So your most likely going seeing your guitar tech for a setup, have him or her check it carefully. It's an investment in the enjoyment of your guitar to make sure everything is right. Ok, you've got a great guitar. Good start. What can you do to get it in tune fast and keep it in tune as long as possible?

Electric Guitar Tuning Tips

These are some ways to improve your guitars ability to hold itself in tune longer.

  1. Good fresh strings properly installed and stretched. Dirty old, stretched out strings just don't respond the way a good string should.
  2. Locking tuners - easily installed, makes changing strings a breeze and they stay in tune better. The ease of restringing your guitar and tuning stability are what make these worth buying. Make sure you are buying the right ones, or have your guitar tech get them for you.
  3. Consider a heavier gauge string as your fingers get stronger. They stay in tune better.(proceed with caution neck adjustments may be necessary)
  4. Talk to your guitar tech about the advanced bridge designs that are out there. They can improve tuning stability.
  5. If you get a ping or pop sound and suddenly go out of tune when you tuning try some graphite on the nut, if that doesn't work see your guitar tech. They can make sure your nut slots are cut right so they don't bind or install a graphite nut for you.

Once you've got your tuning stability where you want it, an electronic tuner will help get your guitar in tune fast.

Here's what I recommend.

  1. For onstage work, a good rack tuner is easy to use and accurate. I recommend a Korg DTR-2000 Rackmount Digital Tuner for their long list of features, versatility and ease of use.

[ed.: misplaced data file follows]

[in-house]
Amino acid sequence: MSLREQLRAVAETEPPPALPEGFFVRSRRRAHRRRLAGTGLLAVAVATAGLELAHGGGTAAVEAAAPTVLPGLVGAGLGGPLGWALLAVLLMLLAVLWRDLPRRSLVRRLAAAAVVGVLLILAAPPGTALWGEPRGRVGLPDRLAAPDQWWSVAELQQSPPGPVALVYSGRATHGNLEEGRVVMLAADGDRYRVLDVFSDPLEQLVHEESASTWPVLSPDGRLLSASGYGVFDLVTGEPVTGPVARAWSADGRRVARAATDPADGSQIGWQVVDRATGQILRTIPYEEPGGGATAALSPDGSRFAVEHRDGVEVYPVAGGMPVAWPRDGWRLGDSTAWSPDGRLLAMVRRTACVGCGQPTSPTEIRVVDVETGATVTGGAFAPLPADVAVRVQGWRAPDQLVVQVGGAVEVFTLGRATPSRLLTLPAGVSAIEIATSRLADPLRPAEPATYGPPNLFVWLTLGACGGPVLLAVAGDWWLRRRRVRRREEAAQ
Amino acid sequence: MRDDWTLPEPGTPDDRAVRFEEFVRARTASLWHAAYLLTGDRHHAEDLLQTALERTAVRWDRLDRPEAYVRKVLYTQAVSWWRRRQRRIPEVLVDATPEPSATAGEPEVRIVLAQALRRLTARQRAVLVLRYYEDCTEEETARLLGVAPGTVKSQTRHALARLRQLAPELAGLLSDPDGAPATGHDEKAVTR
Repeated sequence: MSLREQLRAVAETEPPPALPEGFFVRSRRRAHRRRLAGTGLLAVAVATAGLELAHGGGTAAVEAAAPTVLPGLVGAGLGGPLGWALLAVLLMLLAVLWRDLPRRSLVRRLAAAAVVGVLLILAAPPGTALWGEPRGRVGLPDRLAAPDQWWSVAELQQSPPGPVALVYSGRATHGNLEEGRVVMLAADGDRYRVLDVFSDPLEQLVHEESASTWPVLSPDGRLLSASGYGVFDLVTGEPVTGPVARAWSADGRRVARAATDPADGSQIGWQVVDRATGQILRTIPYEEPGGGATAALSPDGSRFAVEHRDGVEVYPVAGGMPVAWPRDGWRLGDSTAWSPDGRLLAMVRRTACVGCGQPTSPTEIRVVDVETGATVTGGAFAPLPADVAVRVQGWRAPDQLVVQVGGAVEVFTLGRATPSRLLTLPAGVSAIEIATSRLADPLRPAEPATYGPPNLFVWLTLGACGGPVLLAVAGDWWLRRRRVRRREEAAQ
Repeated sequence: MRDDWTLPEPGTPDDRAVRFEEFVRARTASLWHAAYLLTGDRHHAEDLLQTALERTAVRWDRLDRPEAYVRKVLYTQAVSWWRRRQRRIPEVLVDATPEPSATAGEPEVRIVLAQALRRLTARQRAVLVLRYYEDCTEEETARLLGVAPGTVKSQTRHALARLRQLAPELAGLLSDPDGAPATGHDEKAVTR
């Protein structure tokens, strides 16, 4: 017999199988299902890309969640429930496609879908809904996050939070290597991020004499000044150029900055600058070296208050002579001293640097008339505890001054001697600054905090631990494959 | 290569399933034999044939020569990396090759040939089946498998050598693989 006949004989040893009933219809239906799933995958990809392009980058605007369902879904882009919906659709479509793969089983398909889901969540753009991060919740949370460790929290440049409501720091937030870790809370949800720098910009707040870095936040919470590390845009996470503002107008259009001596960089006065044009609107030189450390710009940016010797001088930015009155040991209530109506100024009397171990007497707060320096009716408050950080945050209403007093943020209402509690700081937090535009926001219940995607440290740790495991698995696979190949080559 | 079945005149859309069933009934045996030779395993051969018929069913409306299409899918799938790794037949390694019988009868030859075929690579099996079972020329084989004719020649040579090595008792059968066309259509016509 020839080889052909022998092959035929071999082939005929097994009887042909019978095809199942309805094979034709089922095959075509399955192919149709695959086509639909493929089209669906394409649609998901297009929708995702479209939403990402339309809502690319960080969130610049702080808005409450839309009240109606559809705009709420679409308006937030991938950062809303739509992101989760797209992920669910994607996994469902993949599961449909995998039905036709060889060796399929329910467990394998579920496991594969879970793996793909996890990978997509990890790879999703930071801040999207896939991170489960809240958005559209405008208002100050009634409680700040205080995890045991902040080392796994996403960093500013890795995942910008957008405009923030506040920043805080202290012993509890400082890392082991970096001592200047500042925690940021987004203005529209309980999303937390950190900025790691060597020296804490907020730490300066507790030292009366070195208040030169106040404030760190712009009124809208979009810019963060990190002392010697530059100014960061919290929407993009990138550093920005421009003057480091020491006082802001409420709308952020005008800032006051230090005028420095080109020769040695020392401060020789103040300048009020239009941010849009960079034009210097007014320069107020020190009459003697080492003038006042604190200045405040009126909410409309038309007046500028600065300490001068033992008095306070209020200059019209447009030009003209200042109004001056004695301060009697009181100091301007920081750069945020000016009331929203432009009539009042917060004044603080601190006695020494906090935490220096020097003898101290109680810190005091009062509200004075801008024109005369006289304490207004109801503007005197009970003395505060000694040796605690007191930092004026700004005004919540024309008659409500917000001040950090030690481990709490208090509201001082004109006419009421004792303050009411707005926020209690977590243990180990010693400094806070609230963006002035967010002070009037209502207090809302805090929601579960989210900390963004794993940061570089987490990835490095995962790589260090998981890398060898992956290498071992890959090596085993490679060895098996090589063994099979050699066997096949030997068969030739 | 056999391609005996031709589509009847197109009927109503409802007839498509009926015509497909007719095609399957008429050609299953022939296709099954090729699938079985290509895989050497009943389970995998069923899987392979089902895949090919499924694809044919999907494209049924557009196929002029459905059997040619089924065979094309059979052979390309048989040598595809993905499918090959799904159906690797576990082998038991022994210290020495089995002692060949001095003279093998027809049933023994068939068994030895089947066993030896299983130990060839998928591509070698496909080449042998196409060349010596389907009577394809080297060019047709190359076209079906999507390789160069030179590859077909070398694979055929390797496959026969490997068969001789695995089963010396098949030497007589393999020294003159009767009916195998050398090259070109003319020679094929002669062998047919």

2. If you prefer a pedal tuner - the Boss TU-2 is a proven workhorse.
  3. They are designed for versatility and they are tough. There are various alternate tunings so its good to have a tuner that can handle the job. This was my first electric guitar tuning choice.
  4. The Peterson strobostomp is a strobe tuner in a stomp pedal and is my top choice for being extremely accurate versatile and just downright impressive to anyone watching you tune. They also have specially sweetened tuning that really bring out the best sounds in a guitar. A noticeable difference in sound.
  5. Planet waves desktop strobe tuner 15 times more accurate than ordinary tuners. Electric guitar tuning at its finest. Allot of fun to use
  6. Planet waves S.O.S. strobe tuner. A strobe tuner a little bit bigger than a guitar pick. I like mine.You just turn the dial to the string you want to tune, beam the light on it and tune it till the string stops moving. This one is easy to take with you and is accurate.
  7. Tuner software - The Peterson Strobosoft suite. Very impressive in versatility and accuracy. Great for computer based guitar workstations.

There you go - tune it up and let's make some music.

Links to useful websites

Boss Tu-2 tuner for electric guitar

Peterson strobostomp tuner

N tune on board tuner

Return to home from electric guitar tuning.

Roy Barnett